Validating WAI-ARIA in HTML and XHTML

WAI-ARIA has great potential to help developers make the Web more accessible to people with disabilities, especially those who are vision impaired or cannot use a mouse.

There is currently a problem with adding WAI-ARIA attributes to your HTML or XHTML markup though: the attributes are not defined in the DTDs for HTML or XHTML and will cause validation errors.

Since WAI-ARIA improves accessibility I could actually live with having some validation errors in my HTML. However, having to manually filter out certain errors to catch the real errors really reduces the value of validation as a quality assurance tool.

Like Steve Faulkner says in How Can I Validate (X)HTML + ARIA?, what I want validation to do is check that:

Custom DTDs to the rescue?

Steve has had some success while experimenting with custom DTDs that contain all WAI-ARIA attributes and their allowed values. The main drawback is that you need to manually validate each page. It’s doable, but compared to letting the HTML Validator Extension for Firefox automatically validate each page you open it requires a lot more work (and having a live connection to the Internet).

I replaced the DTDs that the HTML Validator Extension uses with Steve’s custom DTDs and it sort of works. Unfortunately I ran into the problem with the DTD containing too many attributes and attribute values that Steve describes in his post, making it more or less unusable since you have to dismiss almost 60 warning dialogs before the validation results are displayed. The extension will probably need to be updated to fix that.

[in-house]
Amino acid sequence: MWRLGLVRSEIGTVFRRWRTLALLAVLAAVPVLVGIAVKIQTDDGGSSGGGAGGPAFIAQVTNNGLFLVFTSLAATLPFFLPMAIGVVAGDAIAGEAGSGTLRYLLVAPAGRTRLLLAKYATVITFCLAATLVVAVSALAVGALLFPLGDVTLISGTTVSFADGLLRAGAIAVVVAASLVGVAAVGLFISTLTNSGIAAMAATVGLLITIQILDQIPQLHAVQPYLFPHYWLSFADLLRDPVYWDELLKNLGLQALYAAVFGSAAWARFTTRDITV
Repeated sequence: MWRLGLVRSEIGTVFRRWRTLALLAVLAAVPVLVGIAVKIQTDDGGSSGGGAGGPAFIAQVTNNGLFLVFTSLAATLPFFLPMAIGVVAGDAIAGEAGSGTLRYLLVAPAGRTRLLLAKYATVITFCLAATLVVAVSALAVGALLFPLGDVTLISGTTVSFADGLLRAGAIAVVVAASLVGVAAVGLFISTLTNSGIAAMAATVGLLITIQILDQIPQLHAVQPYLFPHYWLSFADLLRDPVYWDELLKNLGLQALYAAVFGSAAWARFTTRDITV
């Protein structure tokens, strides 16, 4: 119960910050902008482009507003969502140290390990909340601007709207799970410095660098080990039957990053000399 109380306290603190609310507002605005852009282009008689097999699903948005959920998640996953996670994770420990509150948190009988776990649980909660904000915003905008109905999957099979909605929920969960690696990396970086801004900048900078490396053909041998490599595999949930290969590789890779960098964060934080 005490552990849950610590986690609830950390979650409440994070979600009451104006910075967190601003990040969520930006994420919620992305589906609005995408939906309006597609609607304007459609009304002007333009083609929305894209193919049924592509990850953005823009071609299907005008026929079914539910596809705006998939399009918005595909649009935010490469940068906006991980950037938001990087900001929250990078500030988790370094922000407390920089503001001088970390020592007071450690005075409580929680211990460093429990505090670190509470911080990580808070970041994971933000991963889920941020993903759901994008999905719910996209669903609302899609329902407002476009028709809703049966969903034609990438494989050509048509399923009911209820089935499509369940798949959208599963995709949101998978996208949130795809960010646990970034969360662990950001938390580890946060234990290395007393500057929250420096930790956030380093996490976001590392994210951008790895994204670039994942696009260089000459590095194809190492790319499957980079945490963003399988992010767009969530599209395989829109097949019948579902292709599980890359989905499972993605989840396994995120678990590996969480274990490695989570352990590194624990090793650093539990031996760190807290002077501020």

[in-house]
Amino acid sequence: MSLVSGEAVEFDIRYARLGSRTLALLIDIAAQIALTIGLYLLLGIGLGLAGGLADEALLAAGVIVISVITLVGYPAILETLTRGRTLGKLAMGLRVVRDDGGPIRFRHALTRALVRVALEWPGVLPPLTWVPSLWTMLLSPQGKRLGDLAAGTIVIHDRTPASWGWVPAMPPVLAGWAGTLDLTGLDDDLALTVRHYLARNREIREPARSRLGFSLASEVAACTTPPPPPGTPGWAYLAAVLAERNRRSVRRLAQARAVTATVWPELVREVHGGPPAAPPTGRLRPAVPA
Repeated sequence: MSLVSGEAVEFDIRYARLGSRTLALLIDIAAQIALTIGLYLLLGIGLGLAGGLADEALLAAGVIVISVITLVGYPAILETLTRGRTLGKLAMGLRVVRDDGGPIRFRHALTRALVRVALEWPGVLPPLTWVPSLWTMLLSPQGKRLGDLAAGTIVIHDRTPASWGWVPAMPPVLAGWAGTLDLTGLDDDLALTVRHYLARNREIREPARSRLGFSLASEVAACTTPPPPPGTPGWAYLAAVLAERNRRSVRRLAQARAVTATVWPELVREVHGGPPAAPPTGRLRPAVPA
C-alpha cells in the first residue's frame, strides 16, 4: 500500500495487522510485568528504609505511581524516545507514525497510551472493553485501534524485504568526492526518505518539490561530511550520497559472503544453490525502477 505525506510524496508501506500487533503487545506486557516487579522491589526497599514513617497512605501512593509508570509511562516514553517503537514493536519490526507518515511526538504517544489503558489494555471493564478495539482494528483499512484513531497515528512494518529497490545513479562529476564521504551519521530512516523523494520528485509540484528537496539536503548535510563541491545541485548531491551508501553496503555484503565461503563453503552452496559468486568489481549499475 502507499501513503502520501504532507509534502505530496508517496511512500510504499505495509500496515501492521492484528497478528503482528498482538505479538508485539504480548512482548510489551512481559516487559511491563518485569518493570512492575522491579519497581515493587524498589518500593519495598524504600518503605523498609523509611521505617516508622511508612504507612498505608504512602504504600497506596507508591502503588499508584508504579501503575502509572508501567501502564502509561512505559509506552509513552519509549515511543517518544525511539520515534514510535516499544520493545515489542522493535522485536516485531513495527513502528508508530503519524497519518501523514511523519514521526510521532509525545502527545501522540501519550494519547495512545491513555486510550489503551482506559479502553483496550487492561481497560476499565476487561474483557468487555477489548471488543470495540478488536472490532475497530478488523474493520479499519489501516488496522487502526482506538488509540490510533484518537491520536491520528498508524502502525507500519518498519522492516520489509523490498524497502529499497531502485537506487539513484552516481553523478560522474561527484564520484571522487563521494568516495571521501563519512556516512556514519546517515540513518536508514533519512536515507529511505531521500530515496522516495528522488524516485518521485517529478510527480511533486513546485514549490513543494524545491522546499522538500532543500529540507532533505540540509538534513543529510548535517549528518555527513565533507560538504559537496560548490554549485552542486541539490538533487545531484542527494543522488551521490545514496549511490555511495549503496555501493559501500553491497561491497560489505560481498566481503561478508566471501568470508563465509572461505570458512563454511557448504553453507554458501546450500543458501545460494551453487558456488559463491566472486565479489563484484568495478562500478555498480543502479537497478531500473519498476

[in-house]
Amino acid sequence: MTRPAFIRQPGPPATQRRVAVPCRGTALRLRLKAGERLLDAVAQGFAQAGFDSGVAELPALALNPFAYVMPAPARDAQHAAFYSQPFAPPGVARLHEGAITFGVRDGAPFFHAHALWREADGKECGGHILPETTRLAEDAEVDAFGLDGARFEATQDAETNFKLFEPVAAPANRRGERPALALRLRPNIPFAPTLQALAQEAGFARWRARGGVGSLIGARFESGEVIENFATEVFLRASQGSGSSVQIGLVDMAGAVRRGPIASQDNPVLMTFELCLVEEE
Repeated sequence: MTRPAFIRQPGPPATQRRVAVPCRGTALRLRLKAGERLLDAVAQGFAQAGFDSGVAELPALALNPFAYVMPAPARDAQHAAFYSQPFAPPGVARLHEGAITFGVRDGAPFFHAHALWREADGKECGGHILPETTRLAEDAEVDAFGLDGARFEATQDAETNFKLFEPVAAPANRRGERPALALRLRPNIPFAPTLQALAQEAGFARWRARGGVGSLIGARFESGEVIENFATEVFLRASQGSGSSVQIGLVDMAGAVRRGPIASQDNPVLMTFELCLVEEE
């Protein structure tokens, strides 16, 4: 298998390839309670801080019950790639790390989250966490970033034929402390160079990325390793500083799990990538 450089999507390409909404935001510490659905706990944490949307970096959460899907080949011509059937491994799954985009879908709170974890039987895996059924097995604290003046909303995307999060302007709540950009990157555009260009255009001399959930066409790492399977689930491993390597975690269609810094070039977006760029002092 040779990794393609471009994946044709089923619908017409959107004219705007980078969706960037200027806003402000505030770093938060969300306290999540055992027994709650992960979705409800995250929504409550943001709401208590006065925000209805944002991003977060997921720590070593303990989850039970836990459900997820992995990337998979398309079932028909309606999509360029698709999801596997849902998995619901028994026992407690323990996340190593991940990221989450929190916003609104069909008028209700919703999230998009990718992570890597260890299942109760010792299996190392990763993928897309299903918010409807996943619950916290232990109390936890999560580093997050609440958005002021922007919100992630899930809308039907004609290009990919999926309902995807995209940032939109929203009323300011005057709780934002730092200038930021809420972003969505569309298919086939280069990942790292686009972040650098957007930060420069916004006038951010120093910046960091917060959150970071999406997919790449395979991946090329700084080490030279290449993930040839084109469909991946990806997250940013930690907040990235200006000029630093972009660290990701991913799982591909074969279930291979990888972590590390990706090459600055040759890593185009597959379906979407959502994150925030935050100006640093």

Update: Steve emailed me with a fix for the HTML Validator extension problem. Open the /sgml-lib/sgml.dcl file in the extension’s folder and change the ATTCNT value to 300 and the errors will be gone.

If you want to try this yourself you can grab the latest versions of the DTDs from

Another option for us Mac users is Validator S.A.C., a stand-alone application (which removes the need for an Internet connection to validate documents). A beta version that uses the DTDs that Steve added WAI-ARIA attributes to is available – find more details in W3C Validator for MAC OSX with Experimental WAI-ARIA Support.

Hoping for improved W3C support

So, while there are ways of checking the validity of markup that uses WAI-ARIA attributes, it is currently more trouble than I would like it to be.

I hope the W3C Markup Validator is updated to enable validating WAI-ARIA soon, which doesn’t look that far-fetched if you read a thread on W3C’s Markup Validator mailing list.

Posted on February 3, 2009 in (X)HTML, Web Standards, Accessibility